“From the start of his tenure as the leader of L.A.’s Catholics, Roger Mahony had ambitious plans for the archdiocese. But clergy molestation claims were vying for his attention.”
A year after arriving in Los Angeles, the youngest archbishop in the U.S. Catholic Church had a schedule and an agenda befitting a presidential candidate … Among the thousands of papers that crossed his desk in September 1986 was a handwritten letter. ‘During priests’ retreat … you provided us with an invitation to talk to you about a shadow that some of us might have,’ Father Michael Baker wrote. ‘I would like to take you up on that invitation.’ The note would come to define (Cardinal Roger) Mahony’s legacy more than any public stance he took or powerful friend he made.” By Harriet Ryan, Ashley Powers and Victoria Kim, Los Angeles Times — Read all of this major Los Angeles Times piece by clicking here.
Fierce Opposition by the Catholic Church Helps Block Bill to Allow Sex Abuse Victims More Time to Sue / Los Angeles Times
A bill that would give some sex abuse victims more time to file lawsuits, which has drawn fierce opposition from the Catholic Church, failed to get enough support Wednesday (Aug. 14) to make it out of a key legislative committee. The bill, which needed nine votes to leave the lower house’s appropriations committee and go to the Assembly floor, mustered only six. Four committee members opposed the bill and seven did not weigh in after an emotional hearing that included testimony from a lobbyist who is also a sex abuse survivor.” By Ashley Powers, Los Angeles Times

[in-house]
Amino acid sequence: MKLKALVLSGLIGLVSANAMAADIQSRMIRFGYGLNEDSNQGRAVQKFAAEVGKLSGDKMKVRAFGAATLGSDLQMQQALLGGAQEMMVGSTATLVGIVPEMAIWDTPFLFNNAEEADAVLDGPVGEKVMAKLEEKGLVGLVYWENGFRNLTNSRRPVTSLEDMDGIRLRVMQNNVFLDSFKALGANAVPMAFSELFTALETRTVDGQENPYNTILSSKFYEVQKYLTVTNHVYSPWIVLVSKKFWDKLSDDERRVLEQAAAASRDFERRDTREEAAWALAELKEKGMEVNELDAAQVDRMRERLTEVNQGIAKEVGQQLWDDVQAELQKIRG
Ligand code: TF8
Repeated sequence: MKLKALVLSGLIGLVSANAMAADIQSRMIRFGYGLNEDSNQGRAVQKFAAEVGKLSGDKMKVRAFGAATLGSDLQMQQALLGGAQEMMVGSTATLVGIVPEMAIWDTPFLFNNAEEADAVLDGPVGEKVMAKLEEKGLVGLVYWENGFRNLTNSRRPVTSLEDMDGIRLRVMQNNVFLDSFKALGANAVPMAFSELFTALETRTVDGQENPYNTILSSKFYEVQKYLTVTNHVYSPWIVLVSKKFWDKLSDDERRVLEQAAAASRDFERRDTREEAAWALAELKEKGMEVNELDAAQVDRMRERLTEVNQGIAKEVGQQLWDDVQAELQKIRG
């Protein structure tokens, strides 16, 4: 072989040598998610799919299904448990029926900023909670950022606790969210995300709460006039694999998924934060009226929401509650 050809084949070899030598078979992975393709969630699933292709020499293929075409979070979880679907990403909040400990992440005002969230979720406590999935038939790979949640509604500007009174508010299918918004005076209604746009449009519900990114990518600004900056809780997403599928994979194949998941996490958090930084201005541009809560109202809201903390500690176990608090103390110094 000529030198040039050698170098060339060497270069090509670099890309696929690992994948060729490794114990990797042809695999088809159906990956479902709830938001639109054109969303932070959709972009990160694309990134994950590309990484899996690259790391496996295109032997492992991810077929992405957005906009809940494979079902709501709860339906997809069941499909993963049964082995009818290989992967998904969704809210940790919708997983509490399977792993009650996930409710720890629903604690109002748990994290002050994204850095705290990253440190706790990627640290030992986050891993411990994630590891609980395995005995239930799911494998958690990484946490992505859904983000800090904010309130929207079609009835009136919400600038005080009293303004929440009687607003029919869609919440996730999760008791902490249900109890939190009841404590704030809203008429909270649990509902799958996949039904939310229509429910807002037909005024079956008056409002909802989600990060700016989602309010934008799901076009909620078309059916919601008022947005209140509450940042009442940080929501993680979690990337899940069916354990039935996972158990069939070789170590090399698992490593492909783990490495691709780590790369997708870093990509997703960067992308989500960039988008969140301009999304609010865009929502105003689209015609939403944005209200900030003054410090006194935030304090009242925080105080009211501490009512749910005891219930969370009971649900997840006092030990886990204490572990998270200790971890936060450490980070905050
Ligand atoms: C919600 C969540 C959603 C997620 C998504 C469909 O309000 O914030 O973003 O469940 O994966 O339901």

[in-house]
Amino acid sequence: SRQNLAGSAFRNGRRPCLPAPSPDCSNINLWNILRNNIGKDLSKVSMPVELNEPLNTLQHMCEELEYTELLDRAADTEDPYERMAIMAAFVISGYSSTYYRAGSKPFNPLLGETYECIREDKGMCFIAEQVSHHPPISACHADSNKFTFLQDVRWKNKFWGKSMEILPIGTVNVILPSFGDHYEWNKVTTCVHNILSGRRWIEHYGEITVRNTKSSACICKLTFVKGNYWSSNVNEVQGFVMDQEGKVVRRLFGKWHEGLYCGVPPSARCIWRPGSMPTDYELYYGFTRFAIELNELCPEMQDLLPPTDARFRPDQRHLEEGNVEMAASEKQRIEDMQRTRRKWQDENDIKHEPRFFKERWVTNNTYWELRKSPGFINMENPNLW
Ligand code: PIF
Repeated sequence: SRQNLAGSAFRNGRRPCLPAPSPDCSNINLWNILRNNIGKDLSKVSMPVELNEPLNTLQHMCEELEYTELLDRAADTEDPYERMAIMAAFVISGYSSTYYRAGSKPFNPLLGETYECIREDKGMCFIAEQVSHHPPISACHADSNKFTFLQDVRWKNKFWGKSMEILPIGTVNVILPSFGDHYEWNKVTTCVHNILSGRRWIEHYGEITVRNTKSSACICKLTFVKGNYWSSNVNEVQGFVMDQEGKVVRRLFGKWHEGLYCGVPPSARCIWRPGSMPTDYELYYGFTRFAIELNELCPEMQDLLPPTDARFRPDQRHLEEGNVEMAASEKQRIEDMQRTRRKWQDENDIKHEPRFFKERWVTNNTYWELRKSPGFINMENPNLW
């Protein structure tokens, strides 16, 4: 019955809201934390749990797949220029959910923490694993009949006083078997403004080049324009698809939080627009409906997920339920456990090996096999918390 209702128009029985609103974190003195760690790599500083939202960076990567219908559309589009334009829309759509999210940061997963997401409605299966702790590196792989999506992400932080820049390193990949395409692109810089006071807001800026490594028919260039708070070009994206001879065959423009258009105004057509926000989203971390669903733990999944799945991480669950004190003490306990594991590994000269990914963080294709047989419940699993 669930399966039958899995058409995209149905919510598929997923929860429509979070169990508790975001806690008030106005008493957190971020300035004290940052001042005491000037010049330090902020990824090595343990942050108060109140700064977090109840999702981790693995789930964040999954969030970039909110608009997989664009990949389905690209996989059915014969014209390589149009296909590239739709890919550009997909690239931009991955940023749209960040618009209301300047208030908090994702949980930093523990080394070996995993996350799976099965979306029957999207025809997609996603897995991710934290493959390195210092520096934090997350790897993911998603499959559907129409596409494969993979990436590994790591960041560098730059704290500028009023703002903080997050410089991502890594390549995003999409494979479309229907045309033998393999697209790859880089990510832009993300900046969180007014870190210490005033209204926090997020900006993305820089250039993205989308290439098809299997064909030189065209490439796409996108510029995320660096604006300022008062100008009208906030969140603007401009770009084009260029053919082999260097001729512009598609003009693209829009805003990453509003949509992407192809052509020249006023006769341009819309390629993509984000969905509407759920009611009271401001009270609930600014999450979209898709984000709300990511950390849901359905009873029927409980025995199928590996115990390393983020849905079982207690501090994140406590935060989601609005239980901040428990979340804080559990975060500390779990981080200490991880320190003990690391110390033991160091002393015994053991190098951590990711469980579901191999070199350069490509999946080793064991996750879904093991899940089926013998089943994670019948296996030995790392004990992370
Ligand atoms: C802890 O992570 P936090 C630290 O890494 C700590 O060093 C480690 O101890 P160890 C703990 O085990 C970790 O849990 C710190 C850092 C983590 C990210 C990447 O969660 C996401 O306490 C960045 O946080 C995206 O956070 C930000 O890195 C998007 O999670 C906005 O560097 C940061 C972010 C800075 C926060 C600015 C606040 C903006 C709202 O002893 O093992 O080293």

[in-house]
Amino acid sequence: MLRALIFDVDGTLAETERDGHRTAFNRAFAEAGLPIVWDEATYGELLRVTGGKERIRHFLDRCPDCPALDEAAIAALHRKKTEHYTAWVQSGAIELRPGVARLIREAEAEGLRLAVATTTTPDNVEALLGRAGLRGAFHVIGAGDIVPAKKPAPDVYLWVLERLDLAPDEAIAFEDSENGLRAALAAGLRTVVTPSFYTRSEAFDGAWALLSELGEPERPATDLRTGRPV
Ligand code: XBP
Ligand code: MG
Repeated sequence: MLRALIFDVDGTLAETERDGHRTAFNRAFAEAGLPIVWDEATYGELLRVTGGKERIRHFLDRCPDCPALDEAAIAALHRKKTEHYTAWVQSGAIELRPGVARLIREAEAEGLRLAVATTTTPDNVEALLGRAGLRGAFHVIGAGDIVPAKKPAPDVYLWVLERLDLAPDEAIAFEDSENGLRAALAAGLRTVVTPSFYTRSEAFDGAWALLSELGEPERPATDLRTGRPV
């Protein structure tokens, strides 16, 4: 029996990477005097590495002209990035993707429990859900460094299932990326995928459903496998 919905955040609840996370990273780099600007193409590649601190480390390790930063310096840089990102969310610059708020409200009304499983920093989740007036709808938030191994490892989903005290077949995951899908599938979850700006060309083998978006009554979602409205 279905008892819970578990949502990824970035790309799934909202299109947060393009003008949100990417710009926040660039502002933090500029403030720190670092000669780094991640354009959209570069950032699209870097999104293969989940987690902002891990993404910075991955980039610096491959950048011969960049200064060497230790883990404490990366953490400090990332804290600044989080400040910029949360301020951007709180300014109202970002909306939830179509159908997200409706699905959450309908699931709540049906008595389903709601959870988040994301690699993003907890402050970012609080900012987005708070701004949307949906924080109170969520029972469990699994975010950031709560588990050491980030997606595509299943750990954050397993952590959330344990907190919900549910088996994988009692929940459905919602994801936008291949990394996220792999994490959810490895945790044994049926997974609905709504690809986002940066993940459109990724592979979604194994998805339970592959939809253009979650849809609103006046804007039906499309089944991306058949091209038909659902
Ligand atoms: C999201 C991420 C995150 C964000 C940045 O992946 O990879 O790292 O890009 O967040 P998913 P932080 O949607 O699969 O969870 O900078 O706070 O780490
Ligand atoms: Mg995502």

Read Powers’s entire article, “Bill to Allow Sex Abuse Victims More Time to Sue Fails to Advance,” by clicking here.
Confidential personnel records from five Catholic religious orders were turned over to victims of sexual abuse Wednesday (July 31) in the first wave of a court-ordered public disclosure expected to shed light on the role the groups, operating independently of the L.A. Archdiocese, played in the region’s clergy molestation scandal. The documents pertain to a dozen priests, brothers and nuns accused of sexual misconduct in the landmark 2007 settlement with hundreds of people who filed abuse claims against the Roman Catholic Church in Los Angeles. An additional 45 religious orders will release the personnel files of their accused clergy by this fall, completing what is believed to be the fullest accounting yet of the abuse crisis anywhere in the Catholic Church.” By Victoria Kim and Harriet Ryan, Los Angeles Times